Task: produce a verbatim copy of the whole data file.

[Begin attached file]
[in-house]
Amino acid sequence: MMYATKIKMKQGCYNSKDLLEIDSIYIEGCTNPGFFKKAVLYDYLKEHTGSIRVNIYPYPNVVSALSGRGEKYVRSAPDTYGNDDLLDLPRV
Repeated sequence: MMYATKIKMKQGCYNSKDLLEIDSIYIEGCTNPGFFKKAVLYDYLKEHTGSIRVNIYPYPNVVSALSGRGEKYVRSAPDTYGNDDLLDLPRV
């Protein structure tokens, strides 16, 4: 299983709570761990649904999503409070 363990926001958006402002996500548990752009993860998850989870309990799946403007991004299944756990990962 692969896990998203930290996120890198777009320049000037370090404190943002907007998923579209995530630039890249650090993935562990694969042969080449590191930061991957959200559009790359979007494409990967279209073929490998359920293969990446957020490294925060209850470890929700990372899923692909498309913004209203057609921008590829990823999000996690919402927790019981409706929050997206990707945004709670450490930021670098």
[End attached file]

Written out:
[in-house]
Amino acid sequence: MMYATKIKMKQGCYNSKDLLEIDSIYIEGCTNPGFFKKAVLYDYLKEHTGSIRVNIYPYPNVVSALSGRGEKYVRSAPDTYGNDDLLDLPRV
Repeated sequence: MMYATKIKMKQGCYNSKDLLEIDSIYIEGCTNPGFFKKAVLYDYLKEHTGSIRVNIYPYPNVVSALSGRGEKYVRSAPDTYGNDDLLDLPRV
């Protein structure tokens, strides 16, 4: 299983709570761990649904999503409070 363990926001958006402002996500548990752009993860998850989870309990799946403007991004299944756990990962 692969896990998203930290996120890198777009320049000037370090404190943002907007998923579209995530630039890249650090993935562990694969042969080449590191930061991957959200559009790359979007494409990967279209073929490998359920293969990446957020490294925060209850470890929700990372899923692909498309913004209203057609921008590829990823999000996690919402927790019981409706929050997206990707945004709670450490930021670098």